News came out last week that the first “collective sale” under New South Wales’s “new” legislation has now been ordered by the Land & Environment Court. It seems remarkable that it has taken until now for the 159-lot mixed residential/commercial building in Sussex St, Sydney to set the benchmark given the legislation allowing the collective sale was part of the significant strata law reforms in 2015 and 2016. However, while remarkable, I would not say that this is surprising.
The legislation enabling a collective sale is complex – prior to the new legislation, all lot owners of a strata titled needed to consent to the winding up of a strata scheme that could precipitate a redevelopment of the site. The new legislation allows for the majority (i.e. more than 75%) of owners to force the sale of all the lots to a developer. Naturally, there were a range of protections embedded in the legislation to ensure that minority received fair compensation for their units.
This particular collective sale is noteworthy because of its size – corralling all 159 owners, many of whom are possibly overseas, would have been a monumental if not impossible task if 100% consent was required. Accordingly, the legislation has succeeded in its aim to facilitate the redevelopment of a site that in the present market conditions is more valuable as a hotel development site.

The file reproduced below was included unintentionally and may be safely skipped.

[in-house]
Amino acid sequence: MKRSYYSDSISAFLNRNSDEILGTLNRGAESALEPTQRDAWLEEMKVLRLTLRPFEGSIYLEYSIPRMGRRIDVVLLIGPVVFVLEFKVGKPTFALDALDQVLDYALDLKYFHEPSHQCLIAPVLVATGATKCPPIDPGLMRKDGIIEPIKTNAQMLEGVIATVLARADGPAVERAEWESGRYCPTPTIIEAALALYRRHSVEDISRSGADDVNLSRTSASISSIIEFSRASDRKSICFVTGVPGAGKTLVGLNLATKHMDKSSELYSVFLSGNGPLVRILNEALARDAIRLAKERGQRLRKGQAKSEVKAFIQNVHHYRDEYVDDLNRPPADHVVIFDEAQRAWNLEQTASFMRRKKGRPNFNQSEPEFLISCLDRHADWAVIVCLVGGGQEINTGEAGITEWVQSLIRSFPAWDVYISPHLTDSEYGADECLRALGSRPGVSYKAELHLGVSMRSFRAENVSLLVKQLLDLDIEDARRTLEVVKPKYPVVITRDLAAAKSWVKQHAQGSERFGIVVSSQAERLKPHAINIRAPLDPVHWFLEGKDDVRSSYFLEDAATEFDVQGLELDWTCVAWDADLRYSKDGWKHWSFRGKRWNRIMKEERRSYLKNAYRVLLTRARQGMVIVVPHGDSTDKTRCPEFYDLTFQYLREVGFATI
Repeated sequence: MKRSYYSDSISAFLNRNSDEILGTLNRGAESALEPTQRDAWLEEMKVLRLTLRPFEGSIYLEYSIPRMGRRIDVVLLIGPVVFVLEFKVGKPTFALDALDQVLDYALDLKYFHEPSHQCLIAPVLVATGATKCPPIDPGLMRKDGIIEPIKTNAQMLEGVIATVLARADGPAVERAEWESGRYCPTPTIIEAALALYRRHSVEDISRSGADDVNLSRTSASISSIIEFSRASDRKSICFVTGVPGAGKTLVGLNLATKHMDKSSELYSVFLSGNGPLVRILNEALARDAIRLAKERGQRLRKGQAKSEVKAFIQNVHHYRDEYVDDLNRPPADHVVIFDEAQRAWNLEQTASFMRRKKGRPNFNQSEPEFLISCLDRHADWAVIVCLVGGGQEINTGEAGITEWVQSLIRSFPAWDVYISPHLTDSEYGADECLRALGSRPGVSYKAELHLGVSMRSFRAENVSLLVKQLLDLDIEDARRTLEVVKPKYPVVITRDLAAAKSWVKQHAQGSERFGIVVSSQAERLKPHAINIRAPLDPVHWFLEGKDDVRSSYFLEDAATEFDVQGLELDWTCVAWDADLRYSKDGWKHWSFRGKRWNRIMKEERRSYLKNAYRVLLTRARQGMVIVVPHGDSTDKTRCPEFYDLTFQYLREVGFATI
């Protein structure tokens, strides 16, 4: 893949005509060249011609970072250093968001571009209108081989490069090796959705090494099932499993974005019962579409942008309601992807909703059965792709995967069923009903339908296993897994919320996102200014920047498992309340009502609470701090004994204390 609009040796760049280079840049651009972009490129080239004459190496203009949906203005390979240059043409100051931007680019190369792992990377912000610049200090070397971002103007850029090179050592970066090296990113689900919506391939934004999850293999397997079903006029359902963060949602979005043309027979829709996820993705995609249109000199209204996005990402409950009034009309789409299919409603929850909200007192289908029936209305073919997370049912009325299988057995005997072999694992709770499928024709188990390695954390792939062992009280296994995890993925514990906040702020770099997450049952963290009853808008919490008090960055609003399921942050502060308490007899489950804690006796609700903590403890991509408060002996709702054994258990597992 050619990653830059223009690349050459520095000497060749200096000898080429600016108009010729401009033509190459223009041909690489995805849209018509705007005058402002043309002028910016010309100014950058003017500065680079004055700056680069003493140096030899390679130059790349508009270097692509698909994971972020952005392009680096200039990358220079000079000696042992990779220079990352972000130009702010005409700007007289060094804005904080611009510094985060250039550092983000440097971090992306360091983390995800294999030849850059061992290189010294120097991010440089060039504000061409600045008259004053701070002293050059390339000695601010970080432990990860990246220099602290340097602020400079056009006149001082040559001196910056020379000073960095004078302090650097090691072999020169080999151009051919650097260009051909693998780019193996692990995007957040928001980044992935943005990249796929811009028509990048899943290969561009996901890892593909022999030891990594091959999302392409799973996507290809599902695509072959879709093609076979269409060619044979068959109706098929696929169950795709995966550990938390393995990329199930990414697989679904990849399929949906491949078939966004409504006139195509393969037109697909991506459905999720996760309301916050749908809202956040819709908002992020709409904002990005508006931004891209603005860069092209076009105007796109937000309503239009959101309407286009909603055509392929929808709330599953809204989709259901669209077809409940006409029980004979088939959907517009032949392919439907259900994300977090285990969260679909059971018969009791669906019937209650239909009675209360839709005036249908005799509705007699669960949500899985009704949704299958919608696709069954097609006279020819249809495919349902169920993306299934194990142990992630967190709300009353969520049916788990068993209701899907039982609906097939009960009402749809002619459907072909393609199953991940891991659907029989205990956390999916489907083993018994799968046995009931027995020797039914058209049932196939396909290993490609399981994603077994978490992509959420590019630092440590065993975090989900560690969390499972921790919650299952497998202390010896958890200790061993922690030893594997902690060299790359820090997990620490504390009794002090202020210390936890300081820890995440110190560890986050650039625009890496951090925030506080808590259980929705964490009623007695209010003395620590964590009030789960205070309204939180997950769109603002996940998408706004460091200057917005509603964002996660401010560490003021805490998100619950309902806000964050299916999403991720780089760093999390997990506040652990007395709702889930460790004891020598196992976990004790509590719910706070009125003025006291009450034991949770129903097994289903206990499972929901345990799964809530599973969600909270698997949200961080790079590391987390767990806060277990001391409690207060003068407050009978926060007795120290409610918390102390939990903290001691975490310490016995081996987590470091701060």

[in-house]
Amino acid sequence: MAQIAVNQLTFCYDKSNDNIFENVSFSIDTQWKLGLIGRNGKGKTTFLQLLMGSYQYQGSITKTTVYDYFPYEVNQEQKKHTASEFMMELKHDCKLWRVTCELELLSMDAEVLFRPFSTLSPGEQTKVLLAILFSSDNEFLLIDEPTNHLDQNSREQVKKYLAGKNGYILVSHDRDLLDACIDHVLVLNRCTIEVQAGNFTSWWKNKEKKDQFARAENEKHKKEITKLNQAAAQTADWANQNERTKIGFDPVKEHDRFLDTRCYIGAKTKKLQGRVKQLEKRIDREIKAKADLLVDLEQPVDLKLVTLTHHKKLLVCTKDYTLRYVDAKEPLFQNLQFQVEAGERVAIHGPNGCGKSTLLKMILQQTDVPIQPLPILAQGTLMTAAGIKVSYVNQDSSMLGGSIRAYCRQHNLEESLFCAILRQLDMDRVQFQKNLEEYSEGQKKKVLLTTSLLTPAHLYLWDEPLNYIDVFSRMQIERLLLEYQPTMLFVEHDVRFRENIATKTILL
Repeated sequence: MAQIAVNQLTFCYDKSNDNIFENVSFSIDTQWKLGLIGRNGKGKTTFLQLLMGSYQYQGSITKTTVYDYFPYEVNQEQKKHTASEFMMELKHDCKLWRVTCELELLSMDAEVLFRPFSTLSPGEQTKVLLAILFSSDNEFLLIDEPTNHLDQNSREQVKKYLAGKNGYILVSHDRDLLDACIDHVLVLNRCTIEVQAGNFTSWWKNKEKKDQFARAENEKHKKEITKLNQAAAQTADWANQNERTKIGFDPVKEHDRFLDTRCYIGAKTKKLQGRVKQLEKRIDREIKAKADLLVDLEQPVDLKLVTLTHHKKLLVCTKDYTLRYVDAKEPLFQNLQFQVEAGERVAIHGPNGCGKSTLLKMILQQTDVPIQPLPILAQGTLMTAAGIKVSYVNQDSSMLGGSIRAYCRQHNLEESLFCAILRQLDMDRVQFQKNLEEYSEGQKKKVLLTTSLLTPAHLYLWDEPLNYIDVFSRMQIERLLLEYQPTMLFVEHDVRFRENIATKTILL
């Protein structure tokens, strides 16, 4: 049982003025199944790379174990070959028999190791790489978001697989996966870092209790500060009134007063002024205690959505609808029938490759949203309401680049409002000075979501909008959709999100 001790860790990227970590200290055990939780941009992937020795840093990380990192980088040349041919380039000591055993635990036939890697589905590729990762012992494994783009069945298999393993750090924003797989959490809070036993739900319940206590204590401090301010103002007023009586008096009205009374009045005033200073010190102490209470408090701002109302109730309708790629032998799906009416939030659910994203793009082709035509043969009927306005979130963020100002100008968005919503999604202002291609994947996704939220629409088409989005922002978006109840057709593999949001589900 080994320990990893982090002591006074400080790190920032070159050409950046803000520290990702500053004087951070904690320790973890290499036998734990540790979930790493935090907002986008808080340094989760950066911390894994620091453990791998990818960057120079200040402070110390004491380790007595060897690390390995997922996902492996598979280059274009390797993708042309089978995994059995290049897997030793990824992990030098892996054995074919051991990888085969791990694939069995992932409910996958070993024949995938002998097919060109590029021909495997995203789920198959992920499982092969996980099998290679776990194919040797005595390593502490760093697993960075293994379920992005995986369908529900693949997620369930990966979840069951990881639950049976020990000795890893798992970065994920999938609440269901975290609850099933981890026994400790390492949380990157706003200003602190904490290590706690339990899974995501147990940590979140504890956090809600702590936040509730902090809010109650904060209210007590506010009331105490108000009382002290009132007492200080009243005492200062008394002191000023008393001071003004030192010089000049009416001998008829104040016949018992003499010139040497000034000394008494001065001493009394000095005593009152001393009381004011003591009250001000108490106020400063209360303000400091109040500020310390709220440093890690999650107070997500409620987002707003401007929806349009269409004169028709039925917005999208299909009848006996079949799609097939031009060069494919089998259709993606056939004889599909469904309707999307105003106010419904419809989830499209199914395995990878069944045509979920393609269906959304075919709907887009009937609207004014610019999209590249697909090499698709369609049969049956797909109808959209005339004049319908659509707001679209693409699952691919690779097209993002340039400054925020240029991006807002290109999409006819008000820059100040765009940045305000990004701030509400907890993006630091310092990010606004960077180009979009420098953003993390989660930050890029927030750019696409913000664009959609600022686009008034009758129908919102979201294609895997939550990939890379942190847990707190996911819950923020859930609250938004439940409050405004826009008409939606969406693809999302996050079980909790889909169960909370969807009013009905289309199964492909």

An unintended, and perhaps somewhat underestimated, benefit that the collective sale legislation has brought is the number of owners corporations seriously considering a collective sale and, rather than taking advantage of the legislation and pursuing the matter through court (which is clearly a time consuming and expensive procedure), owners are working together to seek the best result for their properties.
In our experience, a number of owners corporations are readying themselves for the next wave of development in Sydney and, by and large, are seeking consensus amongst the owners to make that happen. There is no doubt that this is far easier where there are a lesser number of owners however, given the risk to the overall development of an owner holding out, and the uncertainty that brings to the selling process, there is a great incentive to avoid having to go via the court process.
This collective sale will show the public that collective sales are certainly possible, will become more prevalent and, the likelihood of Mrs Mangle in Unit 1 holding the rest of the owners hostage by refusing to sell, should reduce. Hopefully, she will see that that benefits of cooperating with her fellow owners will benefit all. As many of Sydney’s older buildings reach the end of their useful lives, it is critical that we have mechanisms to enable sensible redevelopment, while not disenfranchising homeowners.
The new legislation allows for the majority (i.e. more than 75%) of owners to force the sale of all the lots to a developer.